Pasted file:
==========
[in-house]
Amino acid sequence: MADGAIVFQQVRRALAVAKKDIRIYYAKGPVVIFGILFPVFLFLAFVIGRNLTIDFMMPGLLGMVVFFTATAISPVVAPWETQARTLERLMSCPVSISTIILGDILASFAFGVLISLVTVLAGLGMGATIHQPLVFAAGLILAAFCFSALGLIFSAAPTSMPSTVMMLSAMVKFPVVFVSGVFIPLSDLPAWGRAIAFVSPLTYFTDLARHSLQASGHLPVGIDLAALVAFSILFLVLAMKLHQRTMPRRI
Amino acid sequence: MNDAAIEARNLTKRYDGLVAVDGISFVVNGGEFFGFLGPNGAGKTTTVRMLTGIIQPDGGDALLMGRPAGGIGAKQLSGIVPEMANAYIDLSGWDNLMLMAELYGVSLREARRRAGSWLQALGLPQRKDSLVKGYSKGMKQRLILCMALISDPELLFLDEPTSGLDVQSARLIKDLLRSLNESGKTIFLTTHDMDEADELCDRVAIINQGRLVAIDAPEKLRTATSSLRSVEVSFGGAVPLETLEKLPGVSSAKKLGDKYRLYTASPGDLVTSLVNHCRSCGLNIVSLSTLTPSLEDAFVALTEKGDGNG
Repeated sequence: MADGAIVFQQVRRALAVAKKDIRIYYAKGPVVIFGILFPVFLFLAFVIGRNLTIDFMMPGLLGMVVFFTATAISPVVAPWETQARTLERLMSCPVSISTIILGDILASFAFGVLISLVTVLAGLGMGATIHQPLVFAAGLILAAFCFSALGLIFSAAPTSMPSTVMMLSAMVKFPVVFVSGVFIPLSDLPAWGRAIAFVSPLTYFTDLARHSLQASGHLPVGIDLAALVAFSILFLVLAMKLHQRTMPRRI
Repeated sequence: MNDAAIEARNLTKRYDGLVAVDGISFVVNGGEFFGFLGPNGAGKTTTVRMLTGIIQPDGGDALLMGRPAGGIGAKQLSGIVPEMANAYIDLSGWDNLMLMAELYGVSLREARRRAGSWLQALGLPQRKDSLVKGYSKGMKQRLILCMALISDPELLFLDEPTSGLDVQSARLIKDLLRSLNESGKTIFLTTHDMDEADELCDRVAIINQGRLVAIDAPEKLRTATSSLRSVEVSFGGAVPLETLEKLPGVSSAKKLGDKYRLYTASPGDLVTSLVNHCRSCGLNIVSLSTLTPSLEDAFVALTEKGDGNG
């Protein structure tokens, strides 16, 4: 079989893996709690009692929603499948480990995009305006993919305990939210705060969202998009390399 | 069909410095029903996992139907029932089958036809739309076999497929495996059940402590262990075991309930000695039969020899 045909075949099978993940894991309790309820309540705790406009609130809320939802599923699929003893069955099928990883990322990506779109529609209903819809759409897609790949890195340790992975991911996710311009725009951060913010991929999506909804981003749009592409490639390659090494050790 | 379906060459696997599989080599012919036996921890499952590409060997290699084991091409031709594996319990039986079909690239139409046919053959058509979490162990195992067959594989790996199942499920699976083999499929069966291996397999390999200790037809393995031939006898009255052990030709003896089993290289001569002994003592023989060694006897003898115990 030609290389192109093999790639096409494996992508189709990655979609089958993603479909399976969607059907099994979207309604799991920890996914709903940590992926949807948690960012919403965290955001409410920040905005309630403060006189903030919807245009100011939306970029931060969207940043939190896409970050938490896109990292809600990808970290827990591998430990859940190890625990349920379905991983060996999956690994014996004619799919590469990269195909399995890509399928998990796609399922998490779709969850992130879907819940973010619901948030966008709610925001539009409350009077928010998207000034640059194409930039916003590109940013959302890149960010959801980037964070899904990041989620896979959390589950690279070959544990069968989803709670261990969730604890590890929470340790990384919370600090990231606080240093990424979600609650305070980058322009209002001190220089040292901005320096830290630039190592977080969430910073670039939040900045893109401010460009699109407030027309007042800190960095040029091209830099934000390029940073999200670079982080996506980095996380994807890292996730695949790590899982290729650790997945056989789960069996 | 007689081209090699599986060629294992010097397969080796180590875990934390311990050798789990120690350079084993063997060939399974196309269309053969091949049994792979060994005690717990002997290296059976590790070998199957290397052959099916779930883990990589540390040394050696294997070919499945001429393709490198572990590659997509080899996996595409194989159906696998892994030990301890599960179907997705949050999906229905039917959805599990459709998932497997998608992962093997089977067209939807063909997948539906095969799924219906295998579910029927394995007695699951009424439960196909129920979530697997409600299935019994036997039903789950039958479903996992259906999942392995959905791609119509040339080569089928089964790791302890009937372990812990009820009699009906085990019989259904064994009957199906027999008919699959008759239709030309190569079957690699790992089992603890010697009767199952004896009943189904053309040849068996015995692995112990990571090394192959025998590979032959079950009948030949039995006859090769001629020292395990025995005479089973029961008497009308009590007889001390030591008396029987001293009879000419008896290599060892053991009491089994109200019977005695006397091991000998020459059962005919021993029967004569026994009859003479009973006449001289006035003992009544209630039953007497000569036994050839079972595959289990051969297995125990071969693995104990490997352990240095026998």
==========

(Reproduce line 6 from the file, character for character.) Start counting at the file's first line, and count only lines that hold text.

């Protein structure tokens, strides 16, 4: 079989893996709690009692929603499948480990995009305006993919305990939210705060969202998009390399 | 069909410095029903996992139907029932089958036809739309076999497929495996059940402590262990075991309930000695039969020899 045909075949099978993940894991309790309820309540705790406009609130809320939802599923699929003893069955099928990883990322990506779109529609209903819809759409897609790949890195340790992975991911996710311009725009951060913010991929999506909804981003749009592409490639390659090494050790 | 379906060459696997599989080599012919036996921890499952590409060997290699084991091409031709594996319990039986079909690239139409046919053959058509979490162990195992067959594989790996199942499920699976083999499929069966291996397999390999200790037809393995031939006898009255052990030709003896089993290289001569002994003592023989060694006897003898115990 030609290389192109093999790639096409494996992508189709990655979609089958993603479909399976969607059907099994979207309604799991920890996914709903940590992926949807948690960012919403965290955001409410920040905005309630403060006189903030919807245009100011939306970029931060969207940043939190896409970050938490896109990292809600990808970290827990591998430990859940190890625990349920379905991983060996999956690994014996004619799919590469990269195909399995890509399928998990796609399922998490779709969850992130879907819940973010619901948030966008709610925001539009409350009077928010998207000034640059194409930039916003590109940013959302890149960010959801980037964070899904990041989620896979959390589950690279070959544990069968989803709670261990969730604890590890929470340790990384919370600090990231606080240093990424979600609650305070980058322009209002001190220089040292901005320096830290630039190592977080969430910073670039939040900045893109401010460009699109407030027309007042800190960095040029091209830099934000390029940073999200670079982080996506980095996380994807890292996730695949790590899982290729650790997945056989789960069996 | 007689081209090699599986060629294992010097397969080796180590875990934390311990050798789990120690350079084993063997060939399974196309269309053969091949049994792979060994005690717990002997290296059976590790070998199957290397052959099916779930883990990589540390040394050696294997070919499945001429393709490198572990590659997509080899996996595409194989159906696998892994030990301890599960179907997705949050999906229905039917959805599990459709998932497997998608992962093997089977067209939807063909997948539906095969799924219906295998579910029927394995007695699951009424439960196909129920979530697997409600299935019994036997039903789950039958479903996992259906999942392995959905791609119509040339080569089928089964790791302890009937372990812990009820009699009906085990019989259904064994009957199906027999008919699959008759239709030309190569079957690699790992089992603890010697009767199952004896009943189904053309040849068996015995692995112990990571090394192959025998590979032959079950009948030949039995006859090769001629020292395990025995005479089973029961008497009308009590007889001390030591008396029987001293009879000419008896290599060892053991009491089994109200019977005695006397091991000998020459059962005919021993029967004569026994009859003479009973006449001289006035003992009544209630039953007497000569036994050839079972595959289990051969297995125990071969693995104990490997352990240095026998």